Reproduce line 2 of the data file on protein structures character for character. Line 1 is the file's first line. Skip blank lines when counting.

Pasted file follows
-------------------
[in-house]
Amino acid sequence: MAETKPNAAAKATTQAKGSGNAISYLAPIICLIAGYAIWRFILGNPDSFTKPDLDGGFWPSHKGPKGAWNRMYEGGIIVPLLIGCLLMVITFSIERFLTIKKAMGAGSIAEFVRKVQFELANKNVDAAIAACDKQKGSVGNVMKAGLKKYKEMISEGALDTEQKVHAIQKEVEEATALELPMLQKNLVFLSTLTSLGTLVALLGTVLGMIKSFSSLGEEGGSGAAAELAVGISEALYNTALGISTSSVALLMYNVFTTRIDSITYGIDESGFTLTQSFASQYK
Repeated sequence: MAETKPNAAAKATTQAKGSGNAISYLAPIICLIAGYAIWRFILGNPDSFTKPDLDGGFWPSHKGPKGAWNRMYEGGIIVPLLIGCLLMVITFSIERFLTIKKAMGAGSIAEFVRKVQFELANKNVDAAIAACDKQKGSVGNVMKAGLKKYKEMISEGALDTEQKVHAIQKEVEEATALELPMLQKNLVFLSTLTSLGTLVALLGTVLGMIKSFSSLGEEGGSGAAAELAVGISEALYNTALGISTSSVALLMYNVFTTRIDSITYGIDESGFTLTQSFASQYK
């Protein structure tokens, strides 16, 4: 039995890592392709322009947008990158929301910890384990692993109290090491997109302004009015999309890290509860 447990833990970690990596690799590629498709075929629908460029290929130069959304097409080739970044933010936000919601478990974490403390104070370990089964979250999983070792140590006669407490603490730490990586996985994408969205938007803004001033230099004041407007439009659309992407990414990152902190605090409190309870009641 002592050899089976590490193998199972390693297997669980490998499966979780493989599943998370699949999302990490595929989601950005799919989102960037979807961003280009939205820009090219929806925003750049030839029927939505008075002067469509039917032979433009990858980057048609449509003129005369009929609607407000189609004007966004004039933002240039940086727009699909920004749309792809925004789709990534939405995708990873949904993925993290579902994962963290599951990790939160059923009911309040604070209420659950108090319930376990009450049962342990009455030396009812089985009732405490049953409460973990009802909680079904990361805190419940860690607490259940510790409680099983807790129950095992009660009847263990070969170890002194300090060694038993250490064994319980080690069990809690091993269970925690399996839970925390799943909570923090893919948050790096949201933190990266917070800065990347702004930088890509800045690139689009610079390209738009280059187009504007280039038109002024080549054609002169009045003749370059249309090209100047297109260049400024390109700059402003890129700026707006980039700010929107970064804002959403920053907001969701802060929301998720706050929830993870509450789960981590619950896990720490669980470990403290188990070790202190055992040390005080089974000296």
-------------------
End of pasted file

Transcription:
Amino acid sequence: MAETKPNAAAKATTQAKGSGNAISYLAPIICLIAGYAIWRFILGNPDSFTKPDLDGGFWPSHKGPKGAWNRMYEGGIIVPLLIGCLLMVITFSIERFLTIKKAMGAGSIAEFVRKVQFELANKNVDAAIAACDKQKGSVGNVMKAGLKKYKEMISEGALDTEQKVHAIQKEVEEATALELPMLQKNLVFLSTLTSLGTLVALLGTVLGMIKSFSSLGEEGGSGAAAELAVGISEALYNTALGISTSSVALLMYNVFTTRIDSITYGIDESGFTLTQSFASQYK